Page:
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24 September 2014
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29.05.03

BBCi


BBC unveils CEEFAX for the 21st Century


BBCi, the BBC's interactive arm, has today (29 May) unveiled a new look and improved functionality to its digital television information services.


BBCi on TV effectively brings a 21st century version of CEEFAX to millions of digital viewers, as it is both more comprehensive than its predecessor and simpler to use.


Continuing the ground-breaking work of its analogue counterpart, the improved service offers greater sophistication, bringing under one roof all of BBCi's interactive TV programmes (like Wimbledon or Test the Nation) and interactive information services (such as BBC News Interactive).


The new look BBCi on TV
In addition to text, BBCi on TV also offers increased video content for a visually richer experience, with extra functionality and expanded content around entertainment and lifestyle to appeal to a wider audience.



Despite this, however, BBCi on TV is simpler to use than anything currently available, providing a consistent experience no matter which BBC channel viewers come in from or which remote control button they press.


Until now, digital viewers have been bombarded with conflicting instructions as to how they access interactive services, depending on the type of service they want to see (interactive programme vs interactive information) or whether they get their digital signal through terrestrial, satellite or cable.


Learning from its bigger brother, CEEFAX, BBCi on TV offers viewers a single point of entry regardless of whether they press the red button or the Text button on their handset.


"I call it 'sophisticated simplicity'," says Emma Somerville, BBCi's Head of 24/7 television, who led the team that created the service.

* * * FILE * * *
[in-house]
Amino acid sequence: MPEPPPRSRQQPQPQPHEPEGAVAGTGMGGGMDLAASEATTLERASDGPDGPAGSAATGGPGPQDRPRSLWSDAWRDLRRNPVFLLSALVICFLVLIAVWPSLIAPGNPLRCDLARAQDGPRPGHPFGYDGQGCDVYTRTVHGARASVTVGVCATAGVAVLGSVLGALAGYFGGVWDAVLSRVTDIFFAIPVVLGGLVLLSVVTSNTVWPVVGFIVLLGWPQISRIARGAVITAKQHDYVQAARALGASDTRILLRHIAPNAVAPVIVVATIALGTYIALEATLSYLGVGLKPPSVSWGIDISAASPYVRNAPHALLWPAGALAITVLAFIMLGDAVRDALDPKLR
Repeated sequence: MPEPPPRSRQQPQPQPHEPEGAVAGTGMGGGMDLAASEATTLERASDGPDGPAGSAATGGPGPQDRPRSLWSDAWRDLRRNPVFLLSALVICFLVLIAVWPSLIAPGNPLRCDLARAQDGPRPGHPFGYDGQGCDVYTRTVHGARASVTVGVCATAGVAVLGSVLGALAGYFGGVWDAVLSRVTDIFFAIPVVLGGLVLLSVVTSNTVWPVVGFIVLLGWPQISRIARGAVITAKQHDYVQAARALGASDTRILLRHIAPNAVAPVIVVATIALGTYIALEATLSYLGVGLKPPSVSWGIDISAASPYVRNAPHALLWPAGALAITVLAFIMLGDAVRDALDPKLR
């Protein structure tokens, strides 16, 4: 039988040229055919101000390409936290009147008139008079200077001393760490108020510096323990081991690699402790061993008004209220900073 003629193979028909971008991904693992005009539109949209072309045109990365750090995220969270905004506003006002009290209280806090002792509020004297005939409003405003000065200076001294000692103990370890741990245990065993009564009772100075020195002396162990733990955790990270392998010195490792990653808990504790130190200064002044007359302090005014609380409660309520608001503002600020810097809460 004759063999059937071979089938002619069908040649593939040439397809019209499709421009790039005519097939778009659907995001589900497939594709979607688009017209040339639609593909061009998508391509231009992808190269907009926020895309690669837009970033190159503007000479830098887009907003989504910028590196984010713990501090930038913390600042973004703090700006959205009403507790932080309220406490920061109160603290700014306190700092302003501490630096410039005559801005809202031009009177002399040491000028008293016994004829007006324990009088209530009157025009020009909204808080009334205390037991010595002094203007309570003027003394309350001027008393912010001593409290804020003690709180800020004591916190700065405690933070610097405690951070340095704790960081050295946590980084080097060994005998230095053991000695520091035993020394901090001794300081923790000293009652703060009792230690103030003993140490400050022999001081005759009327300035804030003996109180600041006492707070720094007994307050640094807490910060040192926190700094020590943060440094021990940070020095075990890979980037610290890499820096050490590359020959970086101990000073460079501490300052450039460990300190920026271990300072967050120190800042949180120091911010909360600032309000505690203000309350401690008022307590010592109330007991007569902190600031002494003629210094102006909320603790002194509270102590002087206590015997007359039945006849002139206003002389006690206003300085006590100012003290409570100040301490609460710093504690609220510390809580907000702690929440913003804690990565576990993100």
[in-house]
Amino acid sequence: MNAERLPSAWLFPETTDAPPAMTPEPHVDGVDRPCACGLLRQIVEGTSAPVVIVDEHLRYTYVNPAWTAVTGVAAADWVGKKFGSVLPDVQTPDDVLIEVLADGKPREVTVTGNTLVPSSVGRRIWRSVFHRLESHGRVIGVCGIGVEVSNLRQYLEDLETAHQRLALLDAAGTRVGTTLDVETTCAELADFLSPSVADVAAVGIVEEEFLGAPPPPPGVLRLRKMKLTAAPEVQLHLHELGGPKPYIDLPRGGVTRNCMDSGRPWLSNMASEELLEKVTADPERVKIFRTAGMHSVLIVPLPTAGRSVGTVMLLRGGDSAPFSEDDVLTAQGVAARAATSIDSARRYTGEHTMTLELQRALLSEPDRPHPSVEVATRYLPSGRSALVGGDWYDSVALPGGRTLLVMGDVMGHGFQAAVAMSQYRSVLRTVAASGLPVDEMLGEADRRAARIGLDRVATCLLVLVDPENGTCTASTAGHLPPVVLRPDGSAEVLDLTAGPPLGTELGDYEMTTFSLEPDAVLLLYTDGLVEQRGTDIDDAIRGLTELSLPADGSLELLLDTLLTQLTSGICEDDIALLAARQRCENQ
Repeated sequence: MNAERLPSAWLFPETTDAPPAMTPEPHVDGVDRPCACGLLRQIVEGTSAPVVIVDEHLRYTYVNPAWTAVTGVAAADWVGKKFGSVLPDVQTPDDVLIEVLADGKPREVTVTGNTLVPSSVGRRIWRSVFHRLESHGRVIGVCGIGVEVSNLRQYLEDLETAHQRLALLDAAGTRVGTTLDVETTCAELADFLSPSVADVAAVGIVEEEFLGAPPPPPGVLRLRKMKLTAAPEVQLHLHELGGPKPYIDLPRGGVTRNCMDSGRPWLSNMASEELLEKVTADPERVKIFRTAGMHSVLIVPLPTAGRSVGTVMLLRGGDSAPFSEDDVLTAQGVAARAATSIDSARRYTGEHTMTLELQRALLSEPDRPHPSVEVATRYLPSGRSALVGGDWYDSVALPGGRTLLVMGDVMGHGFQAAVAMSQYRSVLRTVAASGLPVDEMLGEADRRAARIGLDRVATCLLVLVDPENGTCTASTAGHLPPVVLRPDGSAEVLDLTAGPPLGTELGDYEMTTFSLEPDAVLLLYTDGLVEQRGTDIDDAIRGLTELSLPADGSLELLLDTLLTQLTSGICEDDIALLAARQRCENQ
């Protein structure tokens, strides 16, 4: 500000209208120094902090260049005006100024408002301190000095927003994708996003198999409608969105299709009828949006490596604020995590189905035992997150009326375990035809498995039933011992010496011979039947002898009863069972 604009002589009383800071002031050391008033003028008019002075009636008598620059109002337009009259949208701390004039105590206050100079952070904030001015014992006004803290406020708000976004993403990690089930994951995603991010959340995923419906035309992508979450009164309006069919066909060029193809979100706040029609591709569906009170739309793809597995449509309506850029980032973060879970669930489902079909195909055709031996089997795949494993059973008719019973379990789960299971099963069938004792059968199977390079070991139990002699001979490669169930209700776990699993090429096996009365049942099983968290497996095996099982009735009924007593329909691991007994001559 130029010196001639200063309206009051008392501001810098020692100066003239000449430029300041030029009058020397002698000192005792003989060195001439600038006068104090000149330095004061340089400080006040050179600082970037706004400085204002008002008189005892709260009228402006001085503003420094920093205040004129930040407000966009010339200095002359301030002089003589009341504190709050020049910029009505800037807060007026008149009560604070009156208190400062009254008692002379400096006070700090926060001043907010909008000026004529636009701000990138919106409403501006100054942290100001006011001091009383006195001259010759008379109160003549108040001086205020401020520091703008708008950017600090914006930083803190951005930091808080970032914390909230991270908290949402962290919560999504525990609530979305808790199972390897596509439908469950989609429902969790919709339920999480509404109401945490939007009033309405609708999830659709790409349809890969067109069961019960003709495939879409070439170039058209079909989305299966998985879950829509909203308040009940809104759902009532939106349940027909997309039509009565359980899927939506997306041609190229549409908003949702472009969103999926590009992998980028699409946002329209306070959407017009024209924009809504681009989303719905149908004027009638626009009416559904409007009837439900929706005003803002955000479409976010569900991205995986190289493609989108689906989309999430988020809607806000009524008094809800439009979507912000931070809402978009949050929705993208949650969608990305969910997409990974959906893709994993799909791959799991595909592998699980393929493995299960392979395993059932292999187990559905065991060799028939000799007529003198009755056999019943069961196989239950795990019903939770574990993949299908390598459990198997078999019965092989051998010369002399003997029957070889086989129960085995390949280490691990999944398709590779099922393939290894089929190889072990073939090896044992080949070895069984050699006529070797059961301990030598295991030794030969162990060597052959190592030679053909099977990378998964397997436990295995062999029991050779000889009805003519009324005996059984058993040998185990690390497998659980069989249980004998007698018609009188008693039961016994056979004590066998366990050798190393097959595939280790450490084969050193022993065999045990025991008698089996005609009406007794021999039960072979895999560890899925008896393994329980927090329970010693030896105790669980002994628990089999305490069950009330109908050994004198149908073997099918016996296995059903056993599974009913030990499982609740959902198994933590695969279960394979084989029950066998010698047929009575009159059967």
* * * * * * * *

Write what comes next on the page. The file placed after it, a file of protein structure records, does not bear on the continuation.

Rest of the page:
"We wanted to continue the pioneering work undertaken by CEEFAX in the 70s, by developing our existing digital television information services.


"Our aim is to create something that exploits the extra capabilities of digital while remaining easy to use so that we can encourage viewers to use the service, as part of our remit of helping to drive digital take up.


"We want to develop our existing services for the digital generation so that they will be as easy to use and as trusted as CEEFAX has been for analogue audiences."

The BBC's pioneering work in the area of tele-text began with the launch of CEEFAX in 1972.


To this day, the UK holds the unique position in the world as the only nation where television viewers can access information through their television sets completely free of charge.


The new look BBCi on TV
Digital satellite viewers will be the first to experience the improved services when phase one launches at the beginning of June 2003, followed by digital terrestrial viewers on Freeview.


 


Over the course of the summer, the expanded content areas and designs will start to appear with a completion of phase one activity expected by autumn 2003.


Work will also be underway for the digital cable platform, with a full roll out across all digital platforms expected by summer 2004.


Notes to Editors


The BBCi on TV press pack is available here, in PDF format. You may require Adobe Acrobat Software to read PDF files which can be obtained here.


BBCi on TV press pack (719 KB)


BBC launches 24/7 interactive business news (29.05.03)



All the BBC's digital services are now available on Freeview, the new free-to-view digital terrestrial television service, as well as on satellite and cable.

Freeview offers the BBC's eight television channels, interactive services from BBCi, as well as 11 BBC radio networks.


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